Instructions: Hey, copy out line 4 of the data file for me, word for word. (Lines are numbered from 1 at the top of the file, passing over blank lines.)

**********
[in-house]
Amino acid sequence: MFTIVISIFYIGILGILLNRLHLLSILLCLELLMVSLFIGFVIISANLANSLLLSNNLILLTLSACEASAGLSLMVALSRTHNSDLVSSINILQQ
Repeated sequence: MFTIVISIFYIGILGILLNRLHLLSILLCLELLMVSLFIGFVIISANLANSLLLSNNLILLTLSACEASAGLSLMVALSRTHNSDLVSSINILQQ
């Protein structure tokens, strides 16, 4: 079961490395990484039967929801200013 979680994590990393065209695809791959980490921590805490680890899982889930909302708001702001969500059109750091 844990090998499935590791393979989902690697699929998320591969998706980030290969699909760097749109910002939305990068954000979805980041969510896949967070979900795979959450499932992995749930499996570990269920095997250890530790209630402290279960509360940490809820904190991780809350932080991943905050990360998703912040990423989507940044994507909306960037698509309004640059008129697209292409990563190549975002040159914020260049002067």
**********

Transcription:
């Protein structure tokens, strides 16, 4: 079961490395990484039967929801200013 979680994590990393065209695809791959980490921590805490680890899982889930909302708001702001969500059109750091 844990090998499935590791393979989902690697699929998320591969998706980030290969699909760097749109910002939305990068954000979805980041969510896949967070979900795979959450499932992995749930499996570990269920095997250890530790209630402290279960509360940490809820904190991780809350932080991943905050990360998703912040990423989507940044994507909306960037698509309004640059008129697209292409990563190549975002040159914020260049002067």